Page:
Annual Catholic Appeal helps youth on the journey to adulthood

Since 2003, Catholics in our diocese have been faithful to our neighbors in need with financial gifts to the Annual Catholic Appeal. More than 100 programs are supported, including those that help youth and young adults.

Julie Rhoten, left, and Julie Ros at Stanford Neighborhood Settlement Center in Sacramento.

In the rough neighborhoods of Sacramento’s Garden Land, 60 children as young as three through high school age find safety, love and mentoring at Stanford Settlement Neighborhood Center’s after-school program.

“The kids have a lot of challenges” says Assistant Director Julie Rhoten, who has been with the center since 1989. “They don’t have the words to say, ‘This is what’s going on in my life and I feel sad or mad.’ We help them develop coping skills, talk about their feelings and make better choices instead of acting out and getting into trouble.”

31 year-old Julie Ros came to Stanford Settlement when she was 8 years old. “It was tough as a kid growing up. My parents were drug addicts. I had to deal with gangs at school. I knew my life wasn’t normal”. Now married and a mother of four, she’s grateful for her time there. “Stanford taught us that you could be a part of something and it doesn’t have to be negative.” While most kids remembered their home phone number, Julie knew Stanford’s number. “They were always there for me…they always answered my calls.”

Catholic Charities of Yolo-Solano provides on-site counselors to local schools. Nearly 4,000 students can reach out for emotional support to avoid crisis in their lives. The organization also provides adults and families with access to food, counseling and legal services.

Northern Valley Catholic Social Service helps young parents face many challenges.

Northern Valley Catholic Social Service helps young parents to confront drug addiction or face an unexpected pregnancy. They gain the ability to work through the challenges of adult responsibility and raising a family. Programs provide case management, work and personal skills, access to healthcare. Some are helped with housing.

Through community partnerships with Sacramento Food Bank & Family Services, fresh produce makes its way to students of all ages. To many, these programs are a life-line.

Appeal-supported organizations also give youth in our schools a chance to experience charity face to face.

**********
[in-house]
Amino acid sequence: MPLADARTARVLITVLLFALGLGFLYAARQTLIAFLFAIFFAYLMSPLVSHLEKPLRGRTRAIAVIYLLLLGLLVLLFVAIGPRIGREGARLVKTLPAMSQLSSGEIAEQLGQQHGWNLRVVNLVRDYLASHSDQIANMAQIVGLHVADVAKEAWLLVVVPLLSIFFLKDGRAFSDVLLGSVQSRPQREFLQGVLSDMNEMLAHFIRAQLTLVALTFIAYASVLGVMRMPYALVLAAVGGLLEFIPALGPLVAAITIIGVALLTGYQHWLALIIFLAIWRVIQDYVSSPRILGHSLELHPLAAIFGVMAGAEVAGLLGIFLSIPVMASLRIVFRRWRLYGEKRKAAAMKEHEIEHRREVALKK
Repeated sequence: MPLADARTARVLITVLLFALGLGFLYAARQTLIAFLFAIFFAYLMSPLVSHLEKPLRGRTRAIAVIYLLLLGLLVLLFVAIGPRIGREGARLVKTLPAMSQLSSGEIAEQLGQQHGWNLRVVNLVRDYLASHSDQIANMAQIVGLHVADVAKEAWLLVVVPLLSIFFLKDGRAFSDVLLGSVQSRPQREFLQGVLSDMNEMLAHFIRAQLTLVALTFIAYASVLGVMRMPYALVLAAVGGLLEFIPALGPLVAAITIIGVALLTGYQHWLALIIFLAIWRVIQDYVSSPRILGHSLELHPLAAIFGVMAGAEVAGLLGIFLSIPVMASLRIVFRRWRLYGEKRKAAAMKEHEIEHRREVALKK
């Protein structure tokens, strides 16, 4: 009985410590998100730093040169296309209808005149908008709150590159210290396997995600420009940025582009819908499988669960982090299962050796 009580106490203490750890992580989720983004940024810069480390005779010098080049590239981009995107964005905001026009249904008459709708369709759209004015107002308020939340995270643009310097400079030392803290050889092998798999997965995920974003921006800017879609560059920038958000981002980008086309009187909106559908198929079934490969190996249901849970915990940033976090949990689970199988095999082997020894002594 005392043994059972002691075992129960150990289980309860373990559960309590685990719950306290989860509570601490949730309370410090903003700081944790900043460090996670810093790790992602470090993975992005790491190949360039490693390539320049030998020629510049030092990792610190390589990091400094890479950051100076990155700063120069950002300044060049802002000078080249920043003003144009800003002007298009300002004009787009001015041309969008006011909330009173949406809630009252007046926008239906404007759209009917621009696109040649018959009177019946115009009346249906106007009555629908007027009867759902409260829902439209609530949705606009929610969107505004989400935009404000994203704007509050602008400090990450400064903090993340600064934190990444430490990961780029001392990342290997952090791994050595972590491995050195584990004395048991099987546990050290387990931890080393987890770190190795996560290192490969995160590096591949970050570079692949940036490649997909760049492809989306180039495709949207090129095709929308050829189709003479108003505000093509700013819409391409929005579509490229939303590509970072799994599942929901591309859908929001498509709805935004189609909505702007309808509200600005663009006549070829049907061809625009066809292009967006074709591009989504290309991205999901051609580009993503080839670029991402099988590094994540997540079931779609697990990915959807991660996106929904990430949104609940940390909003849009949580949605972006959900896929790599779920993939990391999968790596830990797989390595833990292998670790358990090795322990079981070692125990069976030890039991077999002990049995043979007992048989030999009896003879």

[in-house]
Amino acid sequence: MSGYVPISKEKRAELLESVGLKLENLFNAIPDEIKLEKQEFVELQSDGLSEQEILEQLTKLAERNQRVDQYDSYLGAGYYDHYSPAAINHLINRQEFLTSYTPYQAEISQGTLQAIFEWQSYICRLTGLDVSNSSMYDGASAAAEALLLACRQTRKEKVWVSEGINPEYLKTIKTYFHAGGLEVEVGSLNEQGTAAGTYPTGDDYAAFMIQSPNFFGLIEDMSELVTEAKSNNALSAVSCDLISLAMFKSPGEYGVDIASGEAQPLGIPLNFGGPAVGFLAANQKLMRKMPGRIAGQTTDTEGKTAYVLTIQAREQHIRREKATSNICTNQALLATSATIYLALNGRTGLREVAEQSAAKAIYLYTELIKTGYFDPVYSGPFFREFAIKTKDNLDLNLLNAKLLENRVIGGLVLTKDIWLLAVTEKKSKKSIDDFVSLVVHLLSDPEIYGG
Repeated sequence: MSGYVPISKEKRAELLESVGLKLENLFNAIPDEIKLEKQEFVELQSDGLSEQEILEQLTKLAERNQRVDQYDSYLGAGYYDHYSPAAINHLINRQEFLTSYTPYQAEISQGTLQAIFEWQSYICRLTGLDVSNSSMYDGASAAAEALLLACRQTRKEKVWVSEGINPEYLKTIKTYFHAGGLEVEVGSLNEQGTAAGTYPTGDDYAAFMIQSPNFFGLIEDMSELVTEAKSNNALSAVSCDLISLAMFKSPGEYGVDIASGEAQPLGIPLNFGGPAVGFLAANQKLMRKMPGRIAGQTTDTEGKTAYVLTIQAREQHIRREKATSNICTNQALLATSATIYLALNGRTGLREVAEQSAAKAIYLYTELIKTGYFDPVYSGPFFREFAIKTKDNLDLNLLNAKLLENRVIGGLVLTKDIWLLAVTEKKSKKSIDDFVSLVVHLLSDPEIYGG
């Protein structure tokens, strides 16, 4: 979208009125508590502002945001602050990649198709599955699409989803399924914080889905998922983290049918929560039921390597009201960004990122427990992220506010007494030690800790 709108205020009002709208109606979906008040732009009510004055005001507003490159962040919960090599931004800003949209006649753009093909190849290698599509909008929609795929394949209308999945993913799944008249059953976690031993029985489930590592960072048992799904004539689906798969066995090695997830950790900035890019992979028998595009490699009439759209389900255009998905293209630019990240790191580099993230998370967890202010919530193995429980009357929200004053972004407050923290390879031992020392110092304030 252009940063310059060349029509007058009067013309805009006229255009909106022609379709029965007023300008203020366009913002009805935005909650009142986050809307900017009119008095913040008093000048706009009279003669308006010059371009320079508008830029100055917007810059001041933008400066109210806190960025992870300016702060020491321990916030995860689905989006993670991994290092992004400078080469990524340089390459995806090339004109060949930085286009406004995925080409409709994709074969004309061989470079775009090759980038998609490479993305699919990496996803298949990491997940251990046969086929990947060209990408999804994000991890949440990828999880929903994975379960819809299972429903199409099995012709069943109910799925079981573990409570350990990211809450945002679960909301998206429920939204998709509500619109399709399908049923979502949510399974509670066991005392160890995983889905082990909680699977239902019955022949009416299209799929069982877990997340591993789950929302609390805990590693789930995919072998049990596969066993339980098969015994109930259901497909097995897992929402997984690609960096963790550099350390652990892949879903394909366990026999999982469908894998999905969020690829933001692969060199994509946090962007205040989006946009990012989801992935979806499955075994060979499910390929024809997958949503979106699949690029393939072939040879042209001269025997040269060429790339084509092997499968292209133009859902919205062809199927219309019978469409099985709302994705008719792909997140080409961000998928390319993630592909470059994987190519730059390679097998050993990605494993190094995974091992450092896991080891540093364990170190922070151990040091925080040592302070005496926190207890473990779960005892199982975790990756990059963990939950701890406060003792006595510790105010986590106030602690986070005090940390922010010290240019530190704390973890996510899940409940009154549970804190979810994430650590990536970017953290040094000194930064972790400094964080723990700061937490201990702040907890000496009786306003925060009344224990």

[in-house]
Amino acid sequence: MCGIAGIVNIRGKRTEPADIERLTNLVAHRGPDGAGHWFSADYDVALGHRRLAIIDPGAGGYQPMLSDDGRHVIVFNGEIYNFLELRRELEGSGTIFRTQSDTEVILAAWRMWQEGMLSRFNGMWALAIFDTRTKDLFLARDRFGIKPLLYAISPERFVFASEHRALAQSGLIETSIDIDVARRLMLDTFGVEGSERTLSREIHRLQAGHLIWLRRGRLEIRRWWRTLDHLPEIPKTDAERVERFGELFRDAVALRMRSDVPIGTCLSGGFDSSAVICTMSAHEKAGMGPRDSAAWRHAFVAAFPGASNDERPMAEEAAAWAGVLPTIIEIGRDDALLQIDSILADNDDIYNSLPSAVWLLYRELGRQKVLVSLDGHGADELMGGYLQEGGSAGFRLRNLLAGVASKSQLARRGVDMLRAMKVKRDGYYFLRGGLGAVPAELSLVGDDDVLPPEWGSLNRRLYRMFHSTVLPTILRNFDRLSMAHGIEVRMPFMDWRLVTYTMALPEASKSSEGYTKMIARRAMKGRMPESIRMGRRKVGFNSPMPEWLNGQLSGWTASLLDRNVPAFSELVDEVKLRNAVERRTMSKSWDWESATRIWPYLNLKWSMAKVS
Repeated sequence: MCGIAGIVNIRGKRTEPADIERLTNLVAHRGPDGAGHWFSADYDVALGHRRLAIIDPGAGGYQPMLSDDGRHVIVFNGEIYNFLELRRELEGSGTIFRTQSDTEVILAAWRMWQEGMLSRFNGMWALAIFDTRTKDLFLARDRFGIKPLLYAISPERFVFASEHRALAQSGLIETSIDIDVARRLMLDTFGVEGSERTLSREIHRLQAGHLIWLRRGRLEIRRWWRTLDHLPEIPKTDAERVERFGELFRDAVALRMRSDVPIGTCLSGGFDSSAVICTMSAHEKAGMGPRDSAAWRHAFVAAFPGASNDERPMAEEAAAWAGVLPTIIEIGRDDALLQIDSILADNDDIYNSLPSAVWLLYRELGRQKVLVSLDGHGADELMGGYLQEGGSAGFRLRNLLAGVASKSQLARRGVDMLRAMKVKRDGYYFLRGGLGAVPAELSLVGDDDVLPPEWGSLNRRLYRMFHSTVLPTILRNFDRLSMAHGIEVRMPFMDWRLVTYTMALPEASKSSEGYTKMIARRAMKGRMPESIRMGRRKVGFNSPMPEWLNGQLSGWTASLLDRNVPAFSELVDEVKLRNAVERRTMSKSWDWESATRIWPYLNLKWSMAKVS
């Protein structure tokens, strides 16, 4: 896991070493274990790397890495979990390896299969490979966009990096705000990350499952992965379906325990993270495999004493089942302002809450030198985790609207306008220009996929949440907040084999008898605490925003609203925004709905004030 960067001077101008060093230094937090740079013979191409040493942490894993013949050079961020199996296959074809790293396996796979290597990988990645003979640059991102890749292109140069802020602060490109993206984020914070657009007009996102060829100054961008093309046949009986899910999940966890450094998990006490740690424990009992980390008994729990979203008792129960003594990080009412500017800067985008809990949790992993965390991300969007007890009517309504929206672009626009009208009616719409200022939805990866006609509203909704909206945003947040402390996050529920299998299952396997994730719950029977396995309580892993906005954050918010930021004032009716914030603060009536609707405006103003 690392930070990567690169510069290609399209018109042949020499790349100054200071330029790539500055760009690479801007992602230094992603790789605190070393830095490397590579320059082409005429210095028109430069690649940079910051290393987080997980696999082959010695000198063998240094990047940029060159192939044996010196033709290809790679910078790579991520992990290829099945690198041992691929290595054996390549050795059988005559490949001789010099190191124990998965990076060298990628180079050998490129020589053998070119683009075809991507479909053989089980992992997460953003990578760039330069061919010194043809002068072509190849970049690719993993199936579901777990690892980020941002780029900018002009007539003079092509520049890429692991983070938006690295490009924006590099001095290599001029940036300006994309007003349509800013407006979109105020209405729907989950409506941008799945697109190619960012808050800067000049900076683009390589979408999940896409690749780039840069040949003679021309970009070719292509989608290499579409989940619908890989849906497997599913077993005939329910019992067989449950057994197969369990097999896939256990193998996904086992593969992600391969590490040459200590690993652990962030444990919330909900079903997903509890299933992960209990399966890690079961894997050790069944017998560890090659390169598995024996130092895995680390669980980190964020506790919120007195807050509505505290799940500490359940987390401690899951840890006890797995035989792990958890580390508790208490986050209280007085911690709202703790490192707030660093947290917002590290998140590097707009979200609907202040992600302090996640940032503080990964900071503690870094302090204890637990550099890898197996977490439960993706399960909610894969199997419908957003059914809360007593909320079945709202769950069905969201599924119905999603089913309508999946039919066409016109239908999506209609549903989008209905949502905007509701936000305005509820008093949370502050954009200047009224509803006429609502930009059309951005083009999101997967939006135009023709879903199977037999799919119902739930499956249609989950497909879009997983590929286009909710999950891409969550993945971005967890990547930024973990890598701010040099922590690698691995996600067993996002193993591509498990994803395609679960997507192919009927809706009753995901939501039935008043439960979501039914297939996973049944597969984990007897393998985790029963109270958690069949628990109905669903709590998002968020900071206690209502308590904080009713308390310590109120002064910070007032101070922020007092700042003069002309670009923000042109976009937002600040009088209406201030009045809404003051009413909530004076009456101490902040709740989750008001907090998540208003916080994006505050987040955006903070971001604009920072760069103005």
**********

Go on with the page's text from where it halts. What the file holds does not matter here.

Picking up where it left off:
Madeline L’Engle and Lilly Jenkins are eighth-graders at St. John Notre Dame School in Folsom. Once a month, they and fellow students visit Friendship Park, a gathering place for homeless men and women operated by Loaves and Fishes. Breakfast is prepared by younger students and served by fifth to eight graders.

Tristan L'Engle drives the students from St. John Notre Dame School to their monthly visit at Friendship Park.

“It’s really humbling to have this connection with people.” Madeline says “God wants us to support them because we are all God’s children.” “I like being able to give face to face, instead of just handing things off to charities” said Lilly. Tristan L’Engle drives the kids to the monthly visit. “Coming here gives all the kids a beautiful perspective that this is our community, these are our friends, our brothers and sisters that we need to care for.

Charities rely on the Annual Catholic Appeal every year to continue their mission to help men, women, children and families in our neighborhoods. Most parishes will invite parishioners to make a donation in March.

“St. Augustine’s message that ‘The pain of one, even the smallest member, is the pain of all’ brings home the mission of the Annual Catholic Appeal. When we give ourselves through the Annual Catholic Appeal, we join with Catholic charities…and our own parish outreach…to bring the mercy of Christ to those who suffer on the margins.” +Jaime Soto, Bishop of Sacramento

To watch a video about the ACA, visit

To make a secure donation online, visit our Giving page